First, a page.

TransUnion, a major UK credit reference agency, will start including people's 'buy now, pay later' (BNPL) borrowing data on its credit reports later this year.
BNPL schemes, such as Klarna, Laybuy and Clearpay, typically allow you to purchase items and pay for them in instalments or at a later date, interest-free.
But currently, there is an inconsistent approach to how BNPL firms report BNPL borrowing on credit reports, which has led to concerns that people have been able to build up large amounts of debt easily.
Here, Which? looks at how your TransUnion credit score could be affected by the change and whether other credit reference agencies are likely to follow suit.
Although BNPL schemes are a form of credit, there is no consistent approach for how credit reference agencies report on this type of 'pay later' borrowing on credit reports.
This means that it might not show on your credit report if you've taken out BNPL agreements or if you've failed to make repayments.
Without this information on your credit file, other providers won't be able to make informed decisions on whether to lend to you, which could mean you are given more credit than you can afford to pay back.
has revealed that many people do not realise they're taking on debt when using these schemes, meaning they could unwittingly be exposing themselves to serious risks of missing repayments and building up debts.
With the government planning to regulate the BNPL sector, Which? has called for affordability assessments and better credit reporting from BNPL firms to protect people from taking on more debt than they can afford.
We asked TransUnion for more information on which firms and schemes will be reported on people's credit files.
The credit reference agency told us it can't currently disclose details of specific agreements, but that 'leading names in this sector' are already engaging with them.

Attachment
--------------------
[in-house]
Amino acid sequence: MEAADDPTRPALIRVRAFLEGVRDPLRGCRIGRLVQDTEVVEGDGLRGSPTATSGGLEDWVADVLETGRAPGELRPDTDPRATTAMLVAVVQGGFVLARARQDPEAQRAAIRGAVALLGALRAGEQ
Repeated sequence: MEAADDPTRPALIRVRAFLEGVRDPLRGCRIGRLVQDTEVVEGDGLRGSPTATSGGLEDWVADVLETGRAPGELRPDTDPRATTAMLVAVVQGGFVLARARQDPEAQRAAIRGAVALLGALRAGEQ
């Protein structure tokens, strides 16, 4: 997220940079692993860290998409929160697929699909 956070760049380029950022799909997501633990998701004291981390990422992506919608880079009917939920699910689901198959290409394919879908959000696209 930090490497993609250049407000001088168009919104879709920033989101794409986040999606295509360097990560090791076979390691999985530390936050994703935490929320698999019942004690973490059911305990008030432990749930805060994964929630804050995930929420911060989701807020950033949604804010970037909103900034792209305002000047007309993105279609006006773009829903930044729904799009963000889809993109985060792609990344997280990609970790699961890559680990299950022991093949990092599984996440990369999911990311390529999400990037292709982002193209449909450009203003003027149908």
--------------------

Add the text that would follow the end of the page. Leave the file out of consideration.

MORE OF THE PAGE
It also told us that BNPL providers will be able to provide data to TransUnion as soon as they're ready to do so.
If you've got a repayment plan with a BNPL scheme, TransUnion told us the provider will be in touch to make you aware that your data will be shared with TransUnion before it appears on your credit file.
Most interest-free BNPL schemes, such as Klarna, Laybuy and Clearpay, are currently unregulated so the firms don't have to report information about your borrowing on your credit report. But if you've taken out credit with a regulated BNPL scheme - such as Zilch or Monzo Flex - your credit and repayment history should already be visible on your credit report.
TransUnion told us there will be no immediate effect on your credit score. It's planning a 'phased implementation', with data starting to appear on credit reports from summer 2022.
It's not yet clear how your credit score might be lowered or boosted - the credit reference agency didn't provide any specific detail on how your score might be affected, but told us it will be updating its scoring mechanisms as required to ensure BNPL finance is represented 'appropriately and proportionately'.
Though your credit score won't be immediately affected, TransUnion explained that your BNPL agreements will be visible to other lenders, making it even more important that you don't miss repayments.
Alongside TransUnion, Experian and Equifax are the other two major credit reference agencies lenders that create credit reports on adults in the UK.
Not all lenders share the same information with these three agencies, which means your credit report might look slightly different if you compare between them.
We asked Experian and Equifax whether they're likely to follow suit and start reporting BNPL data on their own reports.
Experian told us it works with several BNPL providers to help them with affordability checks so they can understand their customers' financial circumstances. It says it will continue to work closely with the sector as it evolves.
Equifax told us it fully intends to include BNPL data in credit reports. It said its data will be 'incorporated in a measured and proportionate way that doesn't unduly skew consumers scores or disrupt methodologies we use.'
In the meantime, Equifax is using Open Banking technology 'to give an accurate picture of affordability to our lenders.'
Which? believes there must be no further delay to BNPL regulation to ensure all 'pay later' schemes carry out affordability assessments and better credit reporting to protect credit users.
11/02/2022: page updated with Equifax's response